2. Trouble sleeping – this may include disrupted sleep, bedwetting, nightmares and insomnia. Again, it’s important to get into a good bedtime routine where there is sufficient downtime. Television, gadgets and video games are a definite no and should be limited throughout the day. Especially if your child is of school-age and doing class lessons on the computer, it’s so crucial that they get enough exercise and time outside when possible. If you’re working, then try to schedule in a short walk outside after a quick lunch together – this will benefit the both of you and also allow for some valuable bonding time.
3. New habits – does you child have any habits that are new, or that they haven’t grown out of? This may be thumb-sucking, nail-biting or anything else you have noticed about them (even hair pulling, skin peeling, itching or a nervous twitch). Many times, these habits serve as a comfort or can be a form of nervous energy coming out to distract them from what’s really bothering them.
4. Acting out or aggression – unfortunately with our busy lives, we tend to automatically put our child’s negative behaviour down as simply ‘being naughty’ and then focus on how to discipline them. Even worse, we may neglect the problem altogether by letting them ‘get away with it’ and opt for the easy route – especially if we’re too busy to deal with the issues. Although these acts of defiance may be the normal stages of growing up, as children all need to test boundaries, this may actually be a cry for help that we shouldn’t ignore.
5. difficulty concentrating – there is no doubt that school can be a tremendous pressure on children, which not only comes from teachers, but also from parents. Not every child will be a straight A student (and this shouldn’t be the case) and it’s particularly important to not judge your child based on your own expectations for yourself. If you were good at science, this doesn’t mean that your child will be, nor does it mean that they will enjoy it if you did. Also, it’s important to praise them for their merits, and not just scold them for their misses. I know that I don’t perform well when I’m upset or feel that I’m incompetent, so why should we make our children feel this way when they don’t achieve top marks.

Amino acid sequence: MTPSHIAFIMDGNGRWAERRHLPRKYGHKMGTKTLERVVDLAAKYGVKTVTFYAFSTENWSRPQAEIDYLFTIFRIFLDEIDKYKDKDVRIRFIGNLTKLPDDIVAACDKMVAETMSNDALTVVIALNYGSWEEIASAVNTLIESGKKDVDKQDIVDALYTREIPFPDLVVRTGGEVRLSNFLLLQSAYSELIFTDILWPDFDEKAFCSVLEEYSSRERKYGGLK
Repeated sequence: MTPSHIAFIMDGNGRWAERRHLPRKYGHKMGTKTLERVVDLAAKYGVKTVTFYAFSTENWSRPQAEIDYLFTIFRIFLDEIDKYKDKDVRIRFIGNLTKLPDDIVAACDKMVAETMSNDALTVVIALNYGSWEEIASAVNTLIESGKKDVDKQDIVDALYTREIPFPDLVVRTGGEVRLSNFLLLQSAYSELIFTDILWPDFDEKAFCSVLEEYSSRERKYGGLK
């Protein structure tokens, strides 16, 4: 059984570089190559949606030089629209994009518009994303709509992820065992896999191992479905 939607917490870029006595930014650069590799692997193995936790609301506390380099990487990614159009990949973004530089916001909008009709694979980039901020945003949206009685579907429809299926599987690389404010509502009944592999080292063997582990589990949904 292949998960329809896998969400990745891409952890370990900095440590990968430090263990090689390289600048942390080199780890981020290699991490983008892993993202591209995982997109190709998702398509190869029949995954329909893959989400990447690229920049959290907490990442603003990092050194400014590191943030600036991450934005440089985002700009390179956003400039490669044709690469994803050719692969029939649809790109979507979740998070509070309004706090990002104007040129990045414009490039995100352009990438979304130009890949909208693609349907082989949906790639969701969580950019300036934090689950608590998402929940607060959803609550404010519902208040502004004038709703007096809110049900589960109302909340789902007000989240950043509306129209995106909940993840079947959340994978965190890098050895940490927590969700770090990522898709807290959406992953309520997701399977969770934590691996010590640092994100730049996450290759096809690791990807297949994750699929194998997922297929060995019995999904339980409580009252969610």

6. Oversensitivity – this can happen if your child is a ‘pleaser’ and puts too much pressures on themselves to be the perfect child (yes, this too can happen!). This may not be just the child’s fault though, but we need to see if we, too, are being too controlling or setting too many rules or conditions to dictate how our child should behave. I have fallen into this myself, as at one point I had 3 children under the age of 2, and decided early on that I needed to follow strict routines so that I wouldn’t lose my sanity. Although this worked at the time, everything has it’s pros and cons and eventually balances out in the end. The obvious gain is that my house is in order with happy children that listen and behave, but this also results in having the ‘pleaser’ children who aim for perfection which can be stressful for them. So sometimes the signs are not as obvious and even positive situations can have it’s concerns when we can recognise these signs.